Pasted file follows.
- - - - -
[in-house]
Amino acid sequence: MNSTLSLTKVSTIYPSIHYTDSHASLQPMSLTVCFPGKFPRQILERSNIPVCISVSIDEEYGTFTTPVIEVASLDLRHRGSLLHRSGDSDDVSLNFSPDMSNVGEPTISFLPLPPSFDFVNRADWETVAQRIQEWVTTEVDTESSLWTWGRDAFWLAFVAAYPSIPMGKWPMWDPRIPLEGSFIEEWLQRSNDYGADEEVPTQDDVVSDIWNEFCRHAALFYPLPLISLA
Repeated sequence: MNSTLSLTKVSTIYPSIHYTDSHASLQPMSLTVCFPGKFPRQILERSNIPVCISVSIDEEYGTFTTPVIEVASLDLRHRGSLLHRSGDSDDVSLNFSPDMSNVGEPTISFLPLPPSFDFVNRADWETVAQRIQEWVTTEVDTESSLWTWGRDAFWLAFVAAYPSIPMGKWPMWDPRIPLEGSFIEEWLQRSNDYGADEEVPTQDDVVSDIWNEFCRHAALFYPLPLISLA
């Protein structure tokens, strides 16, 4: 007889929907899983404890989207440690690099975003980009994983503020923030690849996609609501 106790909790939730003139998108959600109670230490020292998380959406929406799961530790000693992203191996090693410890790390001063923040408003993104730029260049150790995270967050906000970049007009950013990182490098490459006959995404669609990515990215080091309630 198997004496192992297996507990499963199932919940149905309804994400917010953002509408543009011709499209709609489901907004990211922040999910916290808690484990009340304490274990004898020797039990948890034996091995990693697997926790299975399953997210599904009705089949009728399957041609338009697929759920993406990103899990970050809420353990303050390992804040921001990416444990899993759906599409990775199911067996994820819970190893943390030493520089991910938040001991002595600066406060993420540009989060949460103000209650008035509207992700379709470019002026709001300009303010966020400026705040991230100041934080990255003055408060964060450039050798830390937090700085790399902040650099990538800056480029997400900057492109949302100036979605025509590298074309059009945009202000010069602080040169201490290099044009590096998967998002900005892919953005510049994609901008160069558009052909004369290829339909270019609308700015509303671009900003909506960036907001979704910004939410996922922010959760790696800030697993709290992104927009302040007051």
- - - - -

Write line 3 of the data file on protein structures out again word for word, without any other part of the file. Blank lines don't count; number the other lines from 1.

Repeated sequence: MNSTLSLTKVSTIYPSIHYTDSHASLQPMSLTVCFPGKFPRQILERSNIPVCISVSIDEEYGTFTTPVIEVASLDLRHRGSLLHRSGDSDDVSLNFSPDMSNVGEPTISFLPLPPSFDFVNRADWETVAQRIQEWVTTEVDTESSLWTWGRDAFWLAFVAAYPSIPMGKWPMWDPRIPLEGSFIEEWLQRSNDYGADEEVPTQDDVVSDIWNEFCRHAALFYPLPLISLA